You MUST NOT enter a road, lane or other route reserved for trams. Take extra care where trams run along the road. You should avoid driving directly on top of the rails and should take care where trams leave the main carriageway to enter the reserved route, to ensure you do not follow them. The width taken up by trams is often shown by tram lanes marked by white lines, yellow dots or by a different type of road surface. Diamond-shaped signs and white light signals give instructions to tram drivers only.
Take extra care where the track crosses from one side of the road to the other and where the road narrows and the tracks come close to the kerb. Tram drivers usually have their own traffic signals and may be permitted to move when you are not. Always give way to trams. Do not try to race or overtake them or pass them on the inside, unless they are at tram stops or stopped by tram signals and there is a designated tram lane for you to pass.
You MUST NOT park your vehicle where it would get in the way of trams or where it would force other drivers to do so. Do not stop on any part of a tram track, except in a designated bay where this has been provided alongside and clear of the track. When doing so, ensure that all parts of your vehicle are outside the delineated tram path. Remember that a tram cannot steer round an obstruction.
Tram stops. Where the tram stops at a platform, either in the middle or at the side of the road, you MUST follow the route shown by the road signs and markings. At stops without platforms you MUST NOT drive between a tram and the left-hand kerb when a tram has stopped to pick up passengers. If there is no alternative route signed, do not overtake the tram – wait until it moves off.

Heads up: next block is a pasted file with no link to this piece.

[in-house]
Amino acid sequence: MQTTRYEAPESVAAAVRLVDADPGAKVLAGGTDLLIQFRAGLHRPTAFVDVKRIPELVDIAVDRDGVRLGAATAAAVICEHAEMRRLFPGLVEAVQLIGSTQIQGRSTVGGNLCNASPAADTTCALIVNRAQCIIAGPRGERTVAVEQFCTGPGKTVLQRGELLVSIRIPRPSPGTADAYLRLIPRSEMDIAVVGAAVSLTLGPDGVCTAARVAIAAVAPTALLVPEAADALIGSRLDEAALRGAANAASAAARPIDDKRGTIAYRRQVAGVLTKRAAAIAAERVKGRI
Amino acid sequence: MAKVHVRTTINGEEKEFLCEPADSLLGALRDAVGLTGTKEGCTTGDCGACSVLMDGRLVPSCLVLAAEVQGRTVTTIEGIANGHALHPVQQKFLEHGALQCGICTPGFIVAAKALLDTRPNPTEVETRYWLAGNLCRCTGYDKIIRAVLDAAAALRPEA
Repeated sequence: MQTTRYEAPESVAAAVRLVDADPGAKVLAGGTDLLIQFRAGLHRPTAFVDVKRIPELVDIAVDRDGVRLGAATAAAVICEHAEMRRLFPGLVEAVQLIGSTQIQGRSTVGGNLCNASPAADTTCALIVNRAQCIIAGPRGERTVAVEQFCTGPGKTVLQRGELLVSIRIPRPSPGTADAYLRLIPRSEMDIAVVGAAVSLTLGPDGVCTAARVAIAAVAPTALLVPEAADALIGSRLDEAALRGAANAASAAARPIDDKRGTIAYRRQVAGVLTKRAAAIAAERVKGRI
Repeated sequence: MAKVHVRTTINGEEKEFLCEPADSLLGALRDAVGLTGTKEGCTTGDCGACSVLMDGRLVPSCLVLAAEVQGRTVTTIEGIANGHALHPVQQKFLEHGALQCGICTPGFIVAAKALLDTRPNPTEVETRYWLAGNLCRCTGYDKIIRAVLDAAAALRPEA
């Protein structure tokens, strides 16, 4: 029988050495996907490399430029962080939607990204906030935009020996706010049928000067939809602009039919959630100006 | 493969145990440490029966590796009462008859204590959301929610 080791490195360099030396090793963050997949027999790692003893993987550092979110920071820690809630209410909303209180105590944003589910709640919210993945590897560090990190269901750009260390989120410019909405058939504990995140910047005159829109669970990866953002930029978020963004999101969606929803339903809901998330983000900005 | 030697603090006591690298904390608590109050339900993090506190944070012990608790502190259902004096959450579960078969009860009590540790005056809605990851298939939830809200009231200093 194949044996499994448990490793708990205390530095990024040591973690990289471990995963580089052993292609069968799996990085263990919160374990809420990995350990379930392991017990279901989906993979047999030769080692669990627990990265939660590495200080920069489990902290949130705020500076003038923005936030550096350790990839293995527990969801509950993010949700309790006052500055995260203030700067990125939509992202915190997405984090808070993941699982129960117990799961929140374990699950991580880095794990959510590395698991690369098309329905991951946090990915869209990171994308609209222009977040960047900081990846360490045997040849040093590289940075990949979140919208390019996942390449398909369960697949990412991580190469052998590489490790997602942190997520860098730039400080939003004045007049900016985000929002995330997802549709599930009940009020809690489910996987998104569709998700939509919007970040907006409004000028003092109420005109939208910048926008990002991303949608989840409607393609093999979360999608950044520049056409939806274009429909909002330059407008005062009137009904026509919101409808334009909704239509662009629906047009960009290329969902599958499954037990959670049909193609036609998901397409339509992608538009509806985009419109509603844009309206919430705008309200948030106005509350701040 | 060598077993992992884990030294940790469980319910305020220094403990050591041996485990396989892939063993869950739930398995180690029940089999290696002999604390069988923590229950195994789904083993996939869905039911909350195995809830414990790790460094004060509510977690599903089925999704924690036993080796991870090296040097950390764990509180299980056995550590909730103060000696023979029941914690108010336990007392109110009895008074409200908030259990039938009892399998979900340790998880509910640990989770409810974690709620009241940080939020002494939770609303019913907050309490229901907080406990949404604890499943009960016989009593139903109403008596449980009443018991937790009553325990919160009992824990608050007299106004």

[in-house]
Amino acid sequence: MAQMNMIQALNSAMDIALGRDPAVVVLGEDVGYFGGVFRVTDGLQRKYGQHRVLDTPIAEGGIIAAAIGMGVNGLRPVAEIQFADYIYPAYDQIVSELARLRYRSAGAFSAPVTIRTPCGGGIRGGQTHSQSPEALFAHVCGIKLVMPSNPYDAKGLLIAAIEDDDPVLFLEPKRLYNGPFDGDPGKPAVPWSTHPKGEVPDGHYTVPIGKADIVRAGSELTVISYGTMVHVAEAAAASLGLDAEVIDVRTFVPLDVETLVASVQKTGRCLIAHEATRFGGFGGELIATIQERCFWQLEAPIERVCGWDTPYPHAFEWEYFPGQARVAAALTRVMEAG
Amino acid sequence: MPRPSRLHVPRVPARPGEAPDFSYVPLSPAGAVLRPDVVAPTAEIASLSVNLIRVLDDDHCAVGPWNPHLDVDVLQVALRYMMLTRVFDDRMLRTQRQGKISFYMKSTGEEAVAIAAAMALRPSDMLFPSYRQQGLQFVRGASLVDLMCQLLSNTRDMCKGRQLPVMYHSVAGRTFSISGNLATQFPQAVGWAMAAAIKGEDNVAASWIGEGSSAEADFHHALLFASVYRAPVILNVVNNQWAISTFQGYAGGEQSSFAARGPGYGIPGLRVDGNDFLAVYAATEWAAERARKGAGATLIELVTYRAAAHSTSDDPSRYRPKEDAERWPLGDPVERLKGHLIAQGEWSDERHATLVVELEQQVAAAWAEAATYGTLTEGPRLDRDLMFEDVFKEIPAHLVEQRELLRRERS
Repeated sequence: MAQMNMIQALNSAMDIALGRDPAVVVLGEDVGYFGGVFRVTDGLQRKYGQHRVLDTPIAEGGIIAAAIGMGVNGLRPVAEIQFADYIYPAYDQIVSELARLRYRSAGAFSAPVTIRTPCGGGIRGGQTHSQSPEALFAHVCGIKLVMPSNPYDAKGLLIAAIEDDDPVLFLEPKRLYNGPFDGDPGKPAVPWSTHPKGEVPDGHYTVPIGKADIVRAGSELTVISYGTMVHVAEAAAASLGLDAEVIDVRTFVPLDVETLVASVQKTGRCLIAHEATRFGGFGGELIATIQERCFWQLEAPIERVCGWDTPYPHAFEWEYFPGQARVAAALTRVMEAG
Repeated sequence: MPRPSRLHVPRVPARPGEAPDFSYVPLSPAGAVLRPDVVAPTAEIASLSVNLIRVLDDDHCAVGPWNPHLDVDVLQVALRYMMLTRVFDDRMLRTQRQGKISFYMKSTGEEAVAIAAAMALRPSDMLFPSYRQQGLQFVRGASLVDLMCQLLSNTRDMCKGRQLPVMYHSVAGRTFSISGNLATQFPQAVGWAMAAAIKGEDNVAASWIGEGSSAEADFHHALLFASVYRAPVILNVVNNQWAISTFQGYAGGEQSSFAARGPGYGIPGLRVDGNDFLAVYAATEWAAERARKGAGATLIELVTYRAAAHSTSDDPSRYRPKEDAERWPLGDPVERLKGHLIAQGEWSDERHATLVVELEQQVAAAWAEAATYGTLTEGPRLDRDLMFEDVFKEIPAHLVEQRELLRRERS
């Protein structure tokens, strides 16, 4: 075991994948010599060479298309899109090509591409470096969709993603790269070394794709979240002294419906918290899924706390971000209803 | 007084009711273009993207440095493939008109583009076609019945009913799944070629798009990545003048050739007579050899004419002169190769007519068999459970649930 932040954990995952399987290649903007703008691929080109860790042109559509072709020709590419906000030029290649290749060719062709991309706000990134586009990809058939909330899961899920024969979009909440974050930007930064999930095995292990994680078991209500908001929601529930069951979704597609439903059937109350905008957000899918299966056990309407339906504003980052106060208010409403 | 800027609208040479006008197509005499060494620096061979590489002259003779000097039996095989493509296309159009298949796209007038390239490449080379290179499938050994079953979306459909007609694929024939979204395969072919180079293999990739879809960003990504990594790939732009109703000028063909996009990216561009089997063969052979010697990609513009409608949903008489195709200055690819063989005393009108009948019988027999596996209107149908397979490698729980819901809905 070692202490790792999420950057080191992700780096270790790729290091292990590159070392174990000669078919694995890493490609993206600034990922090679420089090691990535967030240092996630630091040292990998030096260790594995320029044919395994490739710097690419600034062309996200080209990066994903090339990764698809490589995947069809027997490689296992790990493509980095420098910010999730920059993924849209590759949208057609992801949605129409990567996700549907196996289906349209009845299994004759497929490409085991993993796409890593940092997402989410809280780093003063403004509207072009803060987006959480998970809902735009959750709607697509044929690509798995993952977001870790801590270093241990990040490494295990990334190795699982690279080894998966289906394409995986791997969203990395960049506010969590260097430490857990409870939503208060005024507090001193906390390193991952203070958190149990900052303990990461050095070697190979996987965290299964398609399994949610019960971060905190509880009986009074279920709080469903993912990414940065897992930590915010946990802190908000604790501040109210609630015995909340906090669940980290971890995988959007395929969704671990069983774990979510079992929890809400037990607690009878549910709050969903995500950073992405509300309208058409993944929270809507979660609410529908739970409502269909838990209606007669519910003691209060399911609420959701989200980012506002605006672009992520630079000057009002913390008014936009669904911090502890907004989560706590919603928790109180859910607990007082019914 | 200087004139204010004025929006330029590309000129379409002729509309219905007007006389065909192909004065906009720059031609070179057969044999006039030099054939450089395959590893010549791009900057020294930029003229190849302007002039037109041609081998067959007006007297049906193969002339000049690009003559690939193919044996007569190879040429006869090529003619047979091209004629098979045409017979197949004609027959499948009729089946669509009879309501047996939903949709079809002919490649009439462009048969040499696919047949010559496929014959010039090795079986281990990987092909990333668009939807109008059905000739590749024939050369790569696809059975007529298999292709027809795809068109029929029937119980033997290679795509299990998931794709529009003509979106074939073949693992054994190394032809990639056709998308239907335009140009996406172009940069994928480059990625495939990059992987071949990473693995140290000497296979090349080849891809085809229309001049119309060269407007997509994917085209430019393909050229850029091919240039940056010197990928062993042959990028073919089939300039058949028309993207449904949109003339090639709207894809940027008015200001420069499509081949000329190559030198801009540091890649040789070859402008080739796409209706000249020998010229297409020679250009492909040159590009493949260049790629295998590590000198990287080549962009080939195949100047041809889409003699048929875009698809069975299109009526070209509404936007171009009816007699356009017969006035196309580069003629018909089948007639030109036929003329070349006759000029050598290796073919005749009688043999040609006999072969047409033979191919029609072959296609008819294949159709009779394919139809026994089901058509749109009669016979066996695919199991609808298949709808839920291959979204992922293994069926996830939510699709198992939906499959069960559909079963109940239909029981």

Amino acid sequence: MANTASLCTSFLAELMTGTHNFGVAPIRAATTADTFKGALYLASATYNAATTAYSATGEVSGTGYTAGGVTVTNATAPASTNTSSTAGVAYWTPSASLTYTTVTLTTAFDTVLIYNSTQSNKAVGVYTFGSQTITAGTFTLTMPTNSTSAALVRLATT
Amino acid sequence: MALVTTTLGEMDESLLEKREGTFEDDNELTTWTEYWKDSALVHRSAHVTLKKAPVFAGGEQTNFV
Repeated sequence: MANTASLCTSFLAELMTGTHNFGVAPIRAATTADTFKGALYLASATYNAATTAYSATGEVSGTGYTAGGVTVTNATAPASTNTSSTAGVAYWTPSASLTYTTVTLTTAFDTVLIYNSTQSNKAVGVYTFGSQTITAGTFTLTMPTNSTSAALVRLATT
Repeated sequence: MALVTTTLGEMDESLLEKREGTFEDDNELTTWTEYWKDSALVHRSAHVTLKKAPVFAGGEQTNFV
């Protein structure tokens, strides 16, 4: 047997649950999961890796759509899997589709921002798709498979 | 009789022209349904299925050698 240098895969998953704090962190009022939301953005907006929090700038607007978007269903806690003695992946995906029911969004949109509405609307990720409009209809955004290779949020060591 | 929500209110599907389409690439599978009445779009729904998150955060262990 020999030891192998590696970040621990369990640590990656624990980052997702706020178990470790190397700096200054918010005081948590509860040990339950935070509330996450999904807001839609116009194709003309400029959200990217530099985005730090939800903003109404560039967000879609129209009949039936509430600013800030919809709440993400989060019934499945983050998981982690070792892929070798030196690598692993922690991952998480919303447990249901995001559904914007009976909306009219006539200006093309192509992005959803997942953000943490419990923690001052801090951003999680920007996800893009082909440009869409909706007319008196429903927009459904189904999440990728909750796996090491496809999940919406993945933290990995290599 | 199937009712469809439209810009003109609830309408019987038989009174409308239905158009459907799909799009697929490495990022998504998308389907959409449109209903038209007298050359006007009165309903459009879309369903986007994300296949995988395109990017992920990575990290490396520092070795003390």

Look out for pedestrians, especially children, running to catch a tram approaching a stop.
Always give priority to trams, especially when they signal to pull away from stops, unless it would be unsafe to do so. Remember that they may be carrying large numbers of standing passengers who could be injured if the tram had to make an emergency stop. Look out for people getting off a bus or tram and crossing the road.
All road users, but particularly cyclists and motorcyclists, should take extra care when driving or riding close to or crossing the tracks, especially if the rails are wet. You should take particular care when crossing the rails at shallow angles, on bends and at junctions. It is safest to cross the tracks directly at right angles. Other road users should be aware that cyclists and motorcyclists may need more space to cross the tracks safely.
Overhead electric lines. Tramway overhead wires are normally 5.8 metres above any carriageway, but can be lower. You should ensure that you have sufficient clearance between the wire and your vehicle (including any load you are carrying) before driving under an overhead wire. Drivers of vehicles with extending cranes, booms, tipping apparatus or other types of variable height equipment should ensure that the equipment is fully lowered. Where overhead wires are set lower than 5.8 metres, these will be indicated by height clearance markings – similar to ‘low bridge’ signs. The height clearances on these plates should be carefully noted and observed. If you are in any doubt as to whether your vehicle will pass safely under the wires, you should always contact the local police or the tramway operator. Never take a chance as this can be extremely hazardous.